Online-Event  /  June 09, 2020  -  June 10, 2020

MDN Workshop

Annual meeting point for developers working on Metadata and Artificial Intelligence in broadcasting

The MDN Workshop is the annual meeting point for developers working on Metadata and Artificial Intelligence in broadcasting. It is open to the public.

The event is organized by the EBU Strategic Programme on Media Information Management and AI (MIM-AI) and the Metadata Developer Network (MDN), an active community for developers to share knowledge, learn from their peers, get feedback and collaborate on metadata-related projects.

Fraunhofer IDMT's experts participate with two presentations:

06/09/2020, 13:30 – 14:00 
The Pitfalls of AI for Automatic Metadata Extraction
Hanna Lukashevich 

There is no doubt on the potential of AI for automatic metadata extraction (AME) in media assets. AI can help to recognize humans in image, video or audio; to analyse the spoken word; to auto-tag objects, events or semantical properties, just to name a few. However, while applying the out-of-the-shelf solutions for AME, customers often experience unexpected or undesired behaviour and are not satisfied with the results. This mismatch between the expectations and results has roots in various types of bias that are introduced along the AI pipeline. In the presentation, I would like to discuss the most significant types of bias for black-box data-driven AI pipeline, explain why those might cause AI models to fail and show the ways to cope with them.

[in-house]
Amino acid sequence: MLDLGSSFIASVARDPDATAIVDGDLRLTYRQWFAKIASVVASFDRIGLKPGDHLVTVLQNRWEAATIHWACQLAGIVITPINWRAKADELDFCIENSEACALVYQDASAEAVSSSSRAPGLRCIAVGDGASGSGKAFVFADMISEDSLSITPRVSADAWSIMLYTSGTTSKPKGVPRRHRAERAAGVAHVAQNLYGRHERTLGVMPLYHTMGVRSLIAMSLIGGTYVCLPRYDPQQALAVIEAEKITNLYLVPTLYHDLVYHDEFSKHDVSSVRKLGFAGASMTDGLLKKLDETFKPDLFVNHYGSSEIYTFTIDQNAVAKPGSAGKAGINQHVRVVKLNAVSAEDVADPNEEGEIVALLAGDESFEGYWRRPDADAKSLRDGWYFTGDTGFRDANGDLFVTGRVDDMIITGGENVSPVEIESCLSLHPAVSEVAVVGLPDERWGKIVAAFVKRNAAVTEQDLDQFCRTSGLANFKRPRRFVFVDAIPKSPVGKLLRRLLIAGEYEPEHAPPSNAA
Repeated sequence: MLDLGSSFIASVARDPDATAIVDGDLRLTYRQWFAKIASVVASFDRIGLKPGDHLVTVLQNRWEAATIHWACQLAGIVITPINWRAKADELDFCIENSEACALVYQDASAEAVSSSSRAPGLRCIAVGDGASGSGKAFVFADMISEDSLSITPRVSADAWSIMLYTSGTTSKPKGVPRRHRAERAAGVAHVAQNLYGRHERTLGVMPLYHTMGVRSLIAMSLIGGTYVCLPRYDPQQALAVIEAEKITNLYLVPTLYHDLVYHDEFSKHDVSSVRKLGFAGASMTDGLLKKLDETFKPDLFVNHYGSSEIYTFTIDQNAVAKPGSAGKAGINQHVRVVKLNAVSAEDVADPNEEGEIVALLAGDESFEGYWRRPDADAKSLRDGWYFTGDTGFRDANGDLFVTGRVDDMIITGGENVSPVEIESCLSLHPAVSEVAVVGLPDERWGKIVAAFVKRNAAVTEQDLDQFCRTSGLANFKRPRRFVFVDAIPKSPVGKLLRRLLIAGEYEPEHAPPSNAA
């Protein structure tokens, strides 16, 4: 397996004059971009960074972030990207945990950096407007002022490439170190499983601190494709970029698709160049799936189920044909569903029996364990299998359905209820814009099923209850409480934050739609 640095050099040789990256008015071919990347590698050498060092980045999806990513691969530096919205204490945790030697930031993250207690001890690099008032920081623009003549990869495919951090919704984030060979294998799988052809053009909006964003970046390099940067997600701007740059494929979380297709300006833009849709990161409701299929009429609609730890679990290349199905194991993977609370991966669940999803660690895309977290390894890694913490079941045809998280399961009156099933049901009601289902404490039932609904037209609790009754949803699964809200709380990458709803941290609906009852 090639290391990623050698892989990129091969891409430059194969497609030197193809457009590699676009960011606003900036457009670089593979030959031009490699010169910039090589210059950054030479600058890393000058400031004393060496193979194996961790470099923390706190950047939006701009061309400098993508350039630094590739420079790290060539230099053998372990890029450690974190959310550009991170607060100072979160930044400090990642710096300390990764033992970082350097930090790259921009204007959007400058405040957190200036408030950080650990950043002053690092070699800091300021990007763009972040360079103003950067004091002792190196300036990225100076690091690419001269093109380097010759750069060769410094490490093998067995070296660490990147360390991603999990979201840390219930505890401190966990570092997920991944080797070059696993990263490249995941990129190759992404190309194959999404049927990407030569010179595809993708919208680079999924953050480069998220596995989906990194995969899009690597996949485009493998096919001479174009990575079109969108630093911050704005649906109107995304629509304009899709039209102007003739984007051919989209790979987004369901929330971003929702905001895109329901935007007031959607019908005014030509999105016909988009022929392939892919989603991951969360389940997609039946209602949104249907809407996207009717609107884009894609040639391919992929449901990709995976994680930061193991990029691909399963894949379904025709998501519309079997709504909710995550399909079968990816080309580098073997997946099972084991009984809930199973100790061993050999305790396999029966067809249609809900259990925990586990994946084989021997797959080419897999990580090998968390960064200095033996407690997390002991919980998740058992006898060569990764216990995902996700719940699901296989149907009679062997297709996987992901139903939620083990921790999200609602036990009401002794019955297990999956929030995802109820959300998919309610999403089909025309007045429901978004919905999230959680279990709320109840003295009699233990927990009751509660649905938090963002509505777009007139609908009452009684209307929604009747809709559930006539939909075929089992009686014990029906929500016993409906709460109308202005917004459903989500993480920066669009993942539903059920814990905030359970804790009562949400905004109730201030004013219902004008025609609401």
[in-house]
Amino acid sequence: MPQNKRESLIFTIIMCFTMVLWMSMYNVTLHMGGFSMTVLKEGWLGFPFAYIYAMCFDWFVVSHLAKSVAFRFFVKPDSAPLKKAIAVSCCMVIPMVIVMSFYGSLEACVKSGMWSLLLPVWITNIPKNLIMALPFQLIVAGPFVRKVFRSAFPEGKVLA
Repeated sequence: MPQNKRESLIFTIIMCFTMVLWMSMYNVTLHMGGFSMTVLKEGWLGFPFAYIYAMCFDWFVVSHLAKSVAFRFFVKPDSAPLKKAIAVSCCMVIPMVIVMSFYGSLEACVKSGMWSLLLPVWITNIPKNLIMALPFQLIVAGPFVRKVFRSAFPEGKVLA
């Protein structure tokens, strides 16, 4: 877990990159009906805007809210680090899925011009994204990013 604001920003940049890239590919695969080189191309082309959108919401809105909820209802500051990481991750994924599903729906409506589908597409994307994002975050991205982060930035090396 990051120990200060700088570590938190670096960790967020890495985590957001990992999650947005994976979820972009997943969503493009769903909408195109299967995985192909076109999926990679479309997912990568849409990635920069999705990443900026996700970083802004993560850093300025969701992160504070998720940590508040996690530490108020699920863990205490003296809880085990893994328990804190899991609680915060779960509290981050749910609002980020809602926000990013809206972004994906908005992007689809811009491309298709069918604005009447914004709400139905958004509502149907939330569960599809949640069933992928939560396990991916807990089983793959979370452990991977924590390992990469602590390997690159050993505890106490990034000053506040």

06/10/2020, 14:30 – 15:00
Audio Partial Matching (and other Audio Tools) for Program Analysis
Patrick Aichroth 

The presentation will show how audio partial matching tools can be used for various purposes, including de-duplication, rights tracking and reuse detection. More specifically, it will describe proof-of-concepts for two specific use cases which have been realized and tested recently:

(1) detection and localization of original program and cleanfeed segments within rundowns, which was tested e.g. using material from ORF, and, (2) analysis of radio and TV programs with respect to repetitions and structure, which was tested using material from German radio stations.